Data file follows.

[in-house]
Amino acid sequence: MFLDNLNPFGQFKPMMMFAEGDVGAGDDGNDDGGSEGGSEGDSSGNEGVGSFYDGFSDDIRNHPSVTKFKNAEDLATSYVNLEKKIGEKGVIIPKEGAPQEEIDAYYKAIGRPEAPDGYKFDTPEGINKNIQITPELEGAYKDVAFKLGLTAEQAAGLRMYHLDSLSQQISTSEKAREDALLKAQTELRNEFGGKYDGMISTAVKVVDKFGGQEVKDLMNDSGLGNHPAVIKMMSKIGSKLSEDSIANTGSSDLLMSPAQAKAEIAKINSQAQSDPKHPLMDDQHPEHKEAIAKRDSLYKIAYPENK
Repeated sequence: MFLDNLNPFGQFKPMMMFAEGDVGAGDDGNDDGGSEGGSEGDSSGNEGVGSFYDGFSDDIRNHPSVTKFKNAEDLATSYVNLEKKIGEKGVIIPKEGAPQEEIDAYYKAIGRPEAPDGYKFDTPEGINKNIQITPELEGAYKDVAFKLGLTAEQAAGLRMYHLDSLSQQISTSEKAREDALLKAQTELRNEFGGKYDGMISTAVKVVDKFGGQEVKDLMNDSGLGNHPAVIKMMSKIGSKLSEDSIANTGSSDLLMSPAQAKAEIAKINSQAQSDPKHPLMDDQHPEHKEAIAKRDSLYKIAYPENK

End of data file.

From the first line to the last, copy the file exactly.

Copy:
[in-house]
Amino acid sequence: MFLDNLNPFGQFKPMMMFAEGDVGAGDDGNDDGGSEGGSEGDSSGNEGVGSFYDGFSDDIRNHPSVTKFKNAEDLATSYVNLEKKIGEKGVIIPKEGAPQEEIDAYYKAIGRPEAPDGYKFDTPEGINKNIQITPELEGAYKDVAFKLGLTAEQAAGLRMYHLDSLSQQISTSEKAREDALLKAQTELRNEFGGKYDGMISTAVKVVDKFGGQEVKDLMNDSGLGNHPAVIKMMSKIGSKLSEDSIANTGSSDLLMSPAQAKAEIAKINSQAQSDPKHPLMDDQHPEHKEAIAKRDSLYKIAYPENK
Repeated sequence: MFLDNLNPFGQFKPMMMFAEGDVGAGDDGNDDGGSEGGSEGDSSGNEGVGSFYDGFSDDIRNHPSVTKFKNAEDLATSYVNLEKKIGEKGVIIPKEGAPQEEIDAYYKAIGRPEAPDGYKFDTPEGINKNIQITPELEGAYKDVAFKLGLTAEQAAGLRMYHLDSLSQQISTSEKAREDALLKAQTELRNEFGGKYDGMISTAVKVVDKFGGQEVKDLMNDSGLGNHPAVIKMMSKIGSKLSEDSIANTGSSDLLMSPAQAKAEIAKINSQAQSDPKHPLMDDQHPEHKEAIAKRDSLYKIAYPENK